Imagine this scenario: Your child is riding along M-59, Big Beaver, or Woodward Avenue, in a car with friends going out to dinner, but your child is not the driver. Then, the vehicle gets pulled over because the driver violated a traffic law. Upon approaching the vehicle, the police officer claims that he can smell a hint of marijuana and searches the vehicle. (The smell of marijuana alone can provide probable cause to justify a search). The police officer finds marijuana in the center console of the vehicle (or other compartment) and arrests everyone, including your child, regardless of the fact that the marijuana was not theirs.
As a caring parent, you’d wonder whether your child could legally be charged with possession of marijuana even though it wasn’t theirs or they didn’t use it? The short but unfortunate answer is: Yes, they can. Charges for possession may be brought against passengers who do not legally own the marijuana (or other drugs), do not have it in their personal possession, and do not know that it is somewhere within the vehicle.
Possession Defined: Under MI law, to be charged with “possession” of a controlled substance, there must be a “sufficient nexus” between the controlled substance and the defendant, a legal concept known as constructive possession. This “nexus” does not need to be established through direct evidence. Instead, it can be established through circumstantial evidence, or inferred from the “totality of the circumstances”. MI courts have concluded that the following fact-based factors determine whether constructive possession in a vehicle exists:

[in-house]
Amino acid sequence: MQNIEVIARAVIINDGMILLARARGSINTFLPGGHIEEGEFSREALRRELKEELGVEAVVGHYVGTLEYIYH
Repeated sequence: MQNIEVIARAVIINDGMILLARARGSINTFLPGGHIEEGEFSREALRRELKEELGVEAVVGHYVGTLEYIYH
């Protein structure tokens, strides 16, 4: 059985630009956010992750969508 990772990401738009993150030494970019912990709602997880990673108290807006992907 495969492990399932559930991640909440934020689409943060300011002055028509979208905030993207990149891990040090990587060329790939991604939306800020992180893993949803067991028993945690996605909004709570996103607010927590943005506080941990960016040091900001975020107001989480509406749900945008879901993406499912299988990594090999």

- How the driver and passengers appear and are behaving,
- The location of the marijuana relative to your child in the vehicle,
- Whether your child knew or should have known that marijuana was in the vehicle,
- Whether your child could access or control the marijuana,
- Who is the registered owner of the vehicle.
All the above factors may be used by prosecutors as evidence to determine if your child is in “possession” of marijuana.
Best Plans of Defense If Your Child Is Arrested for Possession of Marijuana and It was Not Theirs
If this sort of unfortunate scenario happens to occur, we advise that our clients do not resist the police officer or say anything other than “I am remaining silent and asking to speak to my family attorney.” These are magic words and the only words your child should say once arrested. ABDO LAW can help build a defense for you by examining the circumstances and determining if the search was legal under the Fourth Amendment, among other strategies depending on one’s age, record, and factual background.
For example, if your child is between 17-23 years old, we will seek “HYTA status” so that the case is sealed and dismissed with no entry of guilt. In a different situation such as a first-time drug offender, we’d seek “7411 status” because this law allows drug use and possession cases to be deferred over 12 months without entering a judgment of guilt after complying with the court. Under 7411, your child will be placed on probation and may be required to comply with conditions such as drug testing and attending substance abuse treatment. Upon successful compliance with terms of probation, the court discharges your child from probation and dismisses the proceedings without an entry of guilt. An individual can only use the legal discharge and dismissal benefits of 7411 once in their lifetime.